Family arguments over teenagers' music-listening choices are as old as disagreements over who washes the dishes or takes out the trash. Parents' musical tastes are often very different from those of their teenage children; however, music has the potential to affect emotions. As with adults, music can help teenagers identify, process and express their emotions.
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For teenagers, music frequently provides a means of identifying or labeling certain emotions. In music with lyrics, teenagers may identify with expressed emotions of happiness and sadness, or with sociological or political themes. For teenagers struggling with issues surrounding adolescence, sexuality, sexual orientation, loneliness or depression, identifying these emotions in music can be extremely helpful. This is especially true when a teenager is unable to discuss these issues and emotions with family, friends or peers as identification of similar themes in music can make her feel less alone. When teenagers use music as a mood-modifier, it can be used to reinforce and perpetuate negative emotions as well as positive emotions.
Involvement with music — whether as a listener, creator or performer — can be extremely cathartic. Singer-songwriters commonly use lyric writing as a means of emotional catharsis. In a St. Petersburg Times article, Amy Lee of the band Evanescence describes music as her therapy. Whether a teenager is writing music, identifying with lyrical and musical themes, or dancing wildly at a live show, the cathartic experience provides a channel for expressing and dealing with a wide range of emotions.
Repressing or "bottling up" emotions is often unhealthy, and music allows a channel for teenagers to express emotions through listening to or playing music. Teenagers who write their own music or lyrics are able to express themselves, perhaps with a directness that would be uncomfortable in a non-musical conversation. Bottling up of emotions is linked to an increased incidence of panic attacks, according to a November 2004 report in the journal "Behavior Research and Therapy."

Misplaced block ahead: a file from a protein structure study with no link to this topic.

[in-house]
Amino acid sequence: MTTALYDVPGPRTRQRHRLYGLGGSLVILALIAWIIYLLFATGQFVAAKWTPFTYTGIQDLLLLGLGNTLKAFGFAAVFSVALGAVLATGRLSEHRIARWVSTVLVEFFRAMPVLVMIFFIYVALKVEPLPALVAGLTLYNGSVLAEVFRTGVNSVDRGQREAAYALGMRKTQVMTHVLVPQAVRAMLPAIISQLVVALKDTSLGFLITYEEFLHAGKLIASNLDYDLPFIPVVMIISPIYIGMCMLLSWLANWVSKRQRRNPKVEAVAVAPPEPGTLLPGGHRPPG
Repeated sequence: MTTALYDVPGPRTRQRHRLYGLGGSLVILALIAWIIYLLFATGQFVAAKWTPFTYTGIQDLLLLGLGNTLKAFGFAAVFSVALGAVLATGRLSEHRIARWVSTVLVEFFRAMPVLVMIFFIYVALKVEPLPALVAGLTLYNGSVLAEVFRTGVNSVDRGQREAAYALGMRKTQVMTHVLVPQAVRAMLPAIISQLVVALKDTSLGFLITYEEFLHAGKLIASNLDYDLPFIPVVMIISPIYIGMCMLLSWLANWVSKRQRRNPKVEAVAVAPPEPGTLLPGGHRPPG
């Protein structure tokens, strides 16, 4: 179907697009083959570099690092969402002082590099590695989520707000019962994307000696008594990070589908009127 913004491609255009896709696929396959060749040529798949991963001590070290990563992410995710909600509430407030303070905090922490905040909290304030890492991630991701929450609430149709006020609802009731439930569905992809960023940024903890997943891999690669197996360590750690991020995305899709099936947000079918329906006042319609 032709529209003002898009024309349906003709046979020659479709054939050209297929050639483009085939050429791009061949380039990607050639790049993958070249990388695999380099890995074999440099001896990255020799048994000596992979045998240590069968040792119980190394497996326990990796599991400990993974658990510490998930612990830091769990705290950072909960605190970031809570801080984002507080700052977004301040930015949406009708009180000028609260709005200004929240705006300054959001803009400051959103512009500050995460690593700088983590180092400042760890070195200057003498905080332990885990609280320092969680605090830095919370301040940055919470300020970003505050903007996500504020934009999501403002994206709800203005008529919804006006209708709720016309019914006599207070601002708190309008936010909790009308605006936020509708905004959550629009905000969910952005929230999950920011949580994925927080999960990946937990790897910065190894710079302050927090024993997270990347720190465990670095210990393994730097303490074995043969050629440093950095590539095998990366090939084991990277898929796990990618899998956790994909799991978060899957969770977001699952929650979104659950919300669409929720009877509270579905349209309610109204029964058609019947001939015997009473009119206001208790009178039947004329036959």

Group Identification and Support
Listening to a certain type, or types, of music can give teenagers access to a peer group of other teenage listeners. Teenage music scenes range from straight-edge punk cliques to prog-rock aficionados and hip-hop heads. A shared love of music gives those in the group a common interest and a basis for friendship, which has many potential emotional benefits. Live music events that allow those younger than 21 to attend give teenagers a safe and supervised social activity that does not involve alcohol. However, identification with a music-affiliated group can have a negative effect on teenagers' emotions too. Certain music scenes and sub-scenes are associated with violence, misogyny or occasionally gang culture. Particularly for teenage girls, misogynistic music and its associated scenes can reduce self-confidence and empowerment.
REFERENCES & RESOURCES
- Road Runner Records; Disturbed Drummer: 'The Music Is Always Cathartic For Us'; Kate Heath; 5 September, 2010
- "The Petersburg Times"; 'Music is my Therapy'; Brian Orloff; 11 May 2004
- "Behavior Research and Therapy"; Emotional Processing and Panic; R. Baker, et al.; November 2004
- National Suicide Prevention Lifeline